an blog | AJBlog Central | Contact me

Blogger Book Club II: Two-Lane Flattop

By Matthew Guerrieri

Here’s where he really lost me:

In the restructured
modernist dynamic, the role of the beholder is to be dominsated and
awestruck by the work of art, which undergoes a sex change and is
recast as a simulacrum of the male artist’s autonomous, impenetrable
self.

Under these revised priorities, the validity of
receding illusionistic space in painting was immediately called into
question. This imaginary space had been traditionally, and quite
rightly, perceived as “community property,” shared by the work, its
creator, and its beholder. The new, modern priorities insisted that no
such community existed. The flat picture plane came to represent the
property line dividing the mundane world of the beholder from the
exalted territory of the artist’s incarnate philosophy. (pp.
41-42)

Earlier (p. 36), Hickey really lays down the law:
“Today we are content to slither through the flatland of Baudelairian
modernity, trapped like cocker spaniels in the eternal, positive
presentness of a terrain so visually impoverished that we cannot even
lie to any effect in its language of images–nor imagine with
any authority–nor even remember.”

As someone with an Ellsworth
Kelly print hanging above his piano, I can only say, this is not the
way I perceive beauty. I think the problem is this: Hickey is very
concerned about modernism’s elimination of the illusion of three
dimensions in Renaissance painting. But he doesn’t seem to be
considering that the plane of a painting is a convenient fiction as
well–all paintings are three-dimensional objects, we experience
them in three dimensions, because we experience the world in three
dimensions. And the “flat picture plane” is just as much an
illusion as Renaissance perspective.

A big difference between
the two is how that illusion changes as the work is regarded from
different angles in the real, three-dimensional world. For
traditional, representative perspective, any viewing angle but
straight on collapses the illusion. But for abstracts, the
different angles produce different images, different proportions–the
“flat plane” illusion not only holds, it enables–the illusion
of a flat picture plane makes possible manifold relationships between
the work and the viewer.

My initial reaction was that this
difference–between seeing abstraction as a boundary and seeing it as a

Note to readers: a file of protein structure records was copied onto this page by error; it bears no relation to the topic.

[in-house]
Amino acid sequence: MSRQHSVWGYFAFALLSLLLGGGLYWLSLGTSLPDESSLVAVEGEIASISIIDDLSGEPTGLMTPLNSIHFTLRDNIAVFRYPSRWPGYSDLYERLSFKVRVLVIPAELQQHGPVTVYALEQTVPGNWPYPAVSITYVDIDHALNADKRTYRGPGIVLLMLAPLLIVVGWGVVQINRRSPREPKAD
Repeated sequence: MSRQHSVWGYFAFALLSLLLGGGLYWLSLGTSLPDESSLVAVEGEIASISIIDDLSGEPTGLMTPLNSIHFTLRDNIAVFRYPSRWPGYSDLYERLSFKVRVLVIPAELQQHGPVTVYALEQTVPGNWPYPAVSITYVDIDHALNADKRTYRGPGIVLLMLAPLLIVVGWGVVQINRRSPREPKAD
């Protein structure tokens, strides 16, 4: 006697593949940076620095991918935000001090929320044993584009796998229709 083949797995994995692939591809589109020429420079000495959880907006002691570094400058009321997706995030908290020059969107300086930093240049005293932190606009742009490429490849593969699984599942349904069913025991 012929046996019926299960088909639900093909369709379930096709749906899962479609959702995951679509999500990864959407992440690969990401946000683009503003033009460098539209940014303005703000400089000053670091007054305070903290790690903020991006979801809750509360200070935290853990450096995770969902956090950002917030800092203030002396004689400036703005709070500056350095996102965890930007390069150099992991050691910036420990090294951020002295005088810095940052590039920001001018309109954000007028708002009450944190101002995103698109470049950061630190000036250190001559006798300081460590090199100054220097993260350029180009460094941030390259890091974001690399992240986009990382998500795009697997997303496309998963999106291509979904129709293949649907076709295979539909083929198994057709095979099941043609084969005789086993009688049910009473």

source of possibility–might be roughly analogous to reacting to
analysis of a piece of music and reacting to a live performance. But the
more I re-read the book, I find it hard to see how any of its
arguments about beauty and the relationship between art and audience
can carry over into any music that doesn’t come pre-packaged with a
programmatic frame of reference. This might be because the book
doesn’t ever explain what Hickey likes about abstraction–he
gives Frank Stella a hard time but elsewhere gives an approving
shout-out to Morris Louis, which is a little cognitively dissonant to
me. (I’d be really interested to know what he thinks about painters
like Seurat or Matisse.) But going on what’s there, beauty seems to be
defined at the intersection of a work’s visual pleasure and its
representative content–which I can see for representative, figurative
art, but falls apart when the content is not immediately recognizable
or easily agreed upon.

Page 71: “So we talk, because the
experience of American beauty is inextricable from its optimal social
consequence: our membership in a happy coalition of citizens who agree
on what is beautiful, valuable, and just.” I have real problems with
that one–not because I don’t think it accurately describes a lot of
the way people perceive art nowadays, but because Hickey seems to
think it a good thing. Notice that this is now shifting the viewer’s
pleasure from their viewing of the work to the crowd’s validation of
their opinion. I think this need for validation inevitably warps
artistic values to market values–but those market values aren’t a
reflection of artistic value, but of ease of marketability. On
both these counts–a privileging of representative art and a need for
like-minded validation–an awful lot of the music I find beautiful–any
music, really, that doesn’t have an obvious textual or cultural
frame–is bound to come up short, because it a) such music tends to
require a less passive interpretive engagement on the part of the
listener, which means everyone’s going to build up their own
different, individual interpretive framework, and b) music is hard to
talk about. The fact that I still experience such music as beautiful
isn’t diminished by the possible lack of a “happy coalition.” The
secret ballot is a hallmark of democracy as well.

Comments

  1. “Today we are content to slither through the flatland of Baudelairian modernity, trapped like cocker spaniels in the eternal, positive presentness of a terrain so visually impoverished that we cannot even lie to any effect in its language of images–nor imagine with any authority–nor even remember.”
    “…we cannot even lie to any effect in its language of images…” Is that a typo?
    How can I” lie to an effect in an images’ language”?
    Does Hickey mean “lie” as in “to not tell the truth” or “lie” as in “lie down cocker spaniel!”
    And how do we slither like trapped cocker spaniels?
    And what does “presentness” mean?
    I’m enjoying everyone else’s writing a LOT more than Hickey’s.
    But I’ll still be glad when you’re all done with the book :(

  2. Based on a few mentions in this interview, Hickey seems to be quite a fan of Ellsworth Kelly.

Leave a Reply

an ArtsJournal blog